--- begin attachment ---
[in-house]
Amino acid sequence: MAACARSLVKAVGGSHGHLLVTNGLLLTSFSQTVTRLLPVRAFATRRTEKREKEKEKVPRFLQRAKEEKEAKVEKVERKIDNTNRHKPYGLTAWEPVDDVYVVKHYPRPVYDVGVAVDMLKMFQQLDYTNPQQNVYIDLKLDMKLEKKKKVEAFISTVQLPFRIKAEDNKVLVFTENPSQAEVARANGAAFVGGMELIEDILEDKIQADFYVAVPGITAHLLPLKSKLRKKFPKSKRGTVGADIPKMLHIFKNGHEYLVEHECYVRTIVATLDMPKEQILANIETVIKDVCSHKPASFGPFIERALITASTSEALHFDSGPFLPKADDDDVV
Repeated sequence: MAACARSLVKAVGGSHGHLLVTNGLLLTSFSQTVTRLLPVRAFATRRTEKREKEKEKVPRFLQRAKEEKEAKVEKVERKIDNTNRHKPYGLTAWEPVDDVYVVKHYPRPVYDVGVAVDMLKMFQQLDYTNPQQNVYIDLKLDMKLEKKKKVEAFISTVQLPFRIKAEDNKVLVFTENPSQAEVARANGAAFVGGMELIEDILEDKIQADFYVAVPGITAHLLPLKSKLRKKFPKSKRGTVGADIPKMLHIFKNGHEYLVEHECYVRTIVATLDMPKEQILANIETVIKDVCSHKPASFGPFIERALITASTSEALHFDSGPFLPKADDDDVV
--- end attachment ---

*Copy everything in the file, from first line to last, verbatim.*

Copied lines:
[in-house]
Amino acid sequence: MAACARSLVKAVGGSHGHLLVTNGLLLTSFSQTVTRLLPVRAFATRRTEKREKEKEKVPRFLQRAKEEKEAKVEKVERKIDNTNRHKPYGLTAWEPVDDVYVVKHYPRPVYDVGVAVDMLKMFQQLDYTNPQQNVYIDLKLDMKLEKKKKVEAFISTVQLPFRIKAEDNKVLVFTENPSQAEVARANGAAFVGGMELIEDILEDKIQADFYVAVPGITAHLLPLKSKLRKKFPKSKRGTVGADIPKMLHIFKNGHEYLVEHECYVRTIVATLDMPKEQILANIETVIKDVCSHKPASFGPFIERALITASTSEALHFDSGPFLPKADDDDVV
Repeated sequence: MAACARSLVKAVGGSHGHLLVTNGLLLTSFSQTVTRLLPVRAFATRRTEKREKEKEKVPRFLQRAKEEKEAKVEKVERKIDNTNRHKPYGLTAWEPVDDVYVVKHYPRPVYDVGVAVDMLKMFQQLDYTNPQQNVYIDLKLDMKLEKKKKVEAFISTVQLPFRIKAEDNKVLVFTENPSQAEVARANGAAFVGGMELIEDILEDKIQADFYVAVPGITAHLLPLKSKLRKKFPKSKRGTVGADIPKMLHIFKNGHEYLVEHECYVRTIVATLDMPKEQILANIETVIKDVCSHKPASFGPFIERALITASTSEALHFDSGPFLPKADDDDVV